I was reminded of this story after reading in yesterday's Wall Street Journal that $1,000 per hour billing rates are more and more common at some New York law firms. The article focuses on the pros and cons of crossing the 1K barrier or staying slightly under it at $995.00 per hour.

One general counsel quoted in the article opines that " $1,000 for very seasoned lawyers who can solve complex problems doesn't seem to be inappropriate".

Which reminded me of another story. During my freshman year in college several friends incessantly proclaimed that they were beer connoisseurs- and as such they had developed palates that could easily distinguish between blue collar Budweiser and imports such as Heineken's or Guinness. So we put them to a test. We blindfolded them and let them attempt to identify different brands of beer.

As you might expect- they failed miserably. The best were the worst and the worst were the best.

And the moral of these two stories? Does anyone really think that a $1,000 per hour lawyer is twice as experienced, twice as creative, twice as effective as some poor Joe charging only $500.00 per hour? And mister General Counsel- if you do then why not conduct your own blindfold test. I feel quite confident that I can predict the outcome.

And please don't attempt to rationalize your decision by using that tired phrase "bet the ranch litigation". As the field of behavioral economics wants always to remind us Dollars are Dollars. If its worthwhile to save $10.00 on a $20.00 purchase then those same dollars should be saved on a $100 purchase.

But I don't want to leave you with any doubts. I am a very seasoned lawyer who can solve complex legal problems. And if you act quickly, before my rates double , I may just help you for $1000 per hour.



An article in today's Wall Street Journal blog( I think that's where I read it) was further evidence that the legal landscape continues to shift under our feet. In describing the pros and cons of the apparent rise in pro se litigation the article mentioned that pro se plaintiffs have prevailed on some lawyers to unbundle their services. What does unbundling mean? It means that the pro se plaintiff may hire a lawyer to file a complaint on their behalf but then take over responsibility for advancing a claim.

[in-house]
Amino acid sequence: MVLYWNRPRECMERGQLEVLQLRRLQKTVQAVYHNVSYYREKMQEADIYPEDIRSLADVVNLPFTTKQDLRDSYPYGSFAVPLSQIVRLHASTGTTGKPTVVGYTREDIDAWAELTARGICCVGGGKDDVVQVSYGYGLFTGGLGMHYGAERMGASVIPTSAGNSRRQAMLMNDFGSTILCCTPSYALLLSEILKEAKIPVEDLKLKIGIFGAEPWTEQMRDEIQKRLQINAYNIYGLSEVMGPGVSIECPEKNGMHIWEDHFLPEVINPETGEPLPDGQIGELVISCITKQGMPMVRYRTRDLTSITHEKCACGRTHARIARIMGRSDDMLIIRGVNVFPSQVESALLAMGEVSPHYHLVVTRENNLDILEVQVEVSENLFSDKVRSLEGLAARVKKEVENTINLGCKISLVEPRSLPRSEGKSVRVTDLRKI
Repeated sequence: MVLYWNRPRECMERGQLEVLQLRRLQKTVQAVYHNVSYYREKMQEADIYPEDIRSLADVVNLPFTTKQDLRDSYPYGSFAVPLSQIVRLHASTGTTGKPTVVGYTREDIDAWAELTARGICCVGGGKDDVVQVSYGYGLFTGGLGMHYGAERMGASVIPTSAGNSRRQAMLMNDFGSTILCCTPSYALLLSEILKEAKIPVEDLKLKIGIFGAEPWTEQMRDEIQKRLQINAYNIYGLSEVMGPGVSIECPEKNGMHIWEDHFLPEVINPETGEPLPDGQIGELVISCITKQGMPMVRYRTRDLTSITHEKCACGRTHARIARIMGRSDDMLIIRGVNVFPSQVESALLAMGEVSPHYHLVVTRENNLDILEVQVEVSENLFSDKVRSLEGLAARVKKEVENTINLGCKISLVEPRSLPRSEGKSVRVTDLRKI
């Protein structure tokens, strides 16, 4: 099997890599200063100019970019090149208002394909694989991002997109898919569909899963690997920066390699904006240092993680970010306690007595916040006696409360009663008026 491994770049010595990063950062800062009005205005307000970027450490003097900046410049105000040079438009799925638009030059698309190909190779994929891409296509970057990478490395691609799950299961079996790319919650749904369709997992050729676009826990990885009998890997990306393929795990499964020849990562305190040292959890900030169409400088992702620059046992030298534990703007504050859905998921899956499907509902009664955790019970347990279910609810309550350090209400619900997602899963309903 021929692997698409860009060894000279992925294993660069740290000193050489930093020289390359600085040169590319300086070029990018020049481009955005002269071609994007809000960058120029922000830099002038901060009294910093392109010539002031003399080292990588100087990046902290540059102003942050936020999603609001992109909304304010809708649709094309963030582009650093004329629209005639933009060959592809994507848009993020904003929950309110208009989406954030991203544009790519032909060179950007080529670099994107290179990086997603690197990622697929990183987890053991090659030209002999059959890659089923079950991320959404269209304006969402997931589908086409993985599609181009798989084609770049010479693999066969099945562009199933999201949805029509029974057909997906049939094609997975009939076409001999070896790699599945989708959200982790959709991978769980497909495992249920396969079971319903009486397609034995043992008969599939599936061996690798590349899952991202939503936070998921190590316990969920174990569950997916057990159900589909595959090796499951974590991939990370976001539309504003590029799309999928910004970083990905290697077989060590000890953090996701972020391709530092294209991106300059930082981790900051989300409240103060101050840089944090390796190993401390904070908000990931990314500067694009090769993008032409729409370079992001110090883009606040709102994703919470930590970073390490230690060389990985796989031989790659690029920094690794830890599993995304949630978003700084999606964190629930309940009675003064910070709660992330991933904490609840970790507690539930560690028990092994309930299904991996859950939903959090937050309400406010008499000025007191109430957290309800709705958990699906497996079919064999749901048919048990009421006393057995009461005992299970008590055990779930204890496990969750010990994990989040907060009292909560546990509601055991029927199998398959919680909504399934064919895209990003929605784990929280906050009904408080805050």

And here is where I bang my drum again. Drum roll.....the Internet changes everything. Never mind litigation- a person of reasonable intelligence,with access to the Web, can actively participate in the construction of legal documents. The preparation of such documents then becomes a collaborative effort- the lawyers role is to exercise judgement not to cut and paste forms. All in all a better way.



One of the enduring maxims of US trademark law is : No trade no trademark. The dilution doctrine contradicts this maxim by allowing the owner of a trademark to protect that mark across the entire spectrum of commerce. This gives a brand owner property rights in a verbal or nonverbal symbol-without regard to the touchstone of US trademark law - consumer confusion.

The dilution doctine has sharply divided brand owners ever since it was first proposed. Some believe it is essential to protect famous trademarks. Others are firmly convinced that the doctrine is both unnecessary and dangerous. The Trademark Trial and Appeal Board (TTAB) may have inadvertenly demonstrated that the doctrine is indeed unnecessary and (dare I say) dangerous.

In Virgin Enterprises Limited v Albion Motor Ford Mercury( TTAB, August 10,2007) the TTAB refused to allow an Albion, Michigan car dealer to federally register the terms VIRGIN VEHICLE, VIRGIN PURCHASE and VIRGIN SALE. Each of these terms was being used in connection with the sale of automobiles. Virgin Enterprises, the creation of Ricard Branson, opposed the attempts to register these terms. Does Virgin have many federally registered trademarks? Yes. Do any of these federal registrations identify automobiles? No.

Virgin based its objection on likelihood of consumer confusion and trademark dilution. The TTAB, after tripping all over itself to recognize the fame of the term VIRGIN , cast aside any formal reliance on the dilution doctrine while granting dilution-like protection to Virgin using the factorial analysis associated with likelihood of confusion.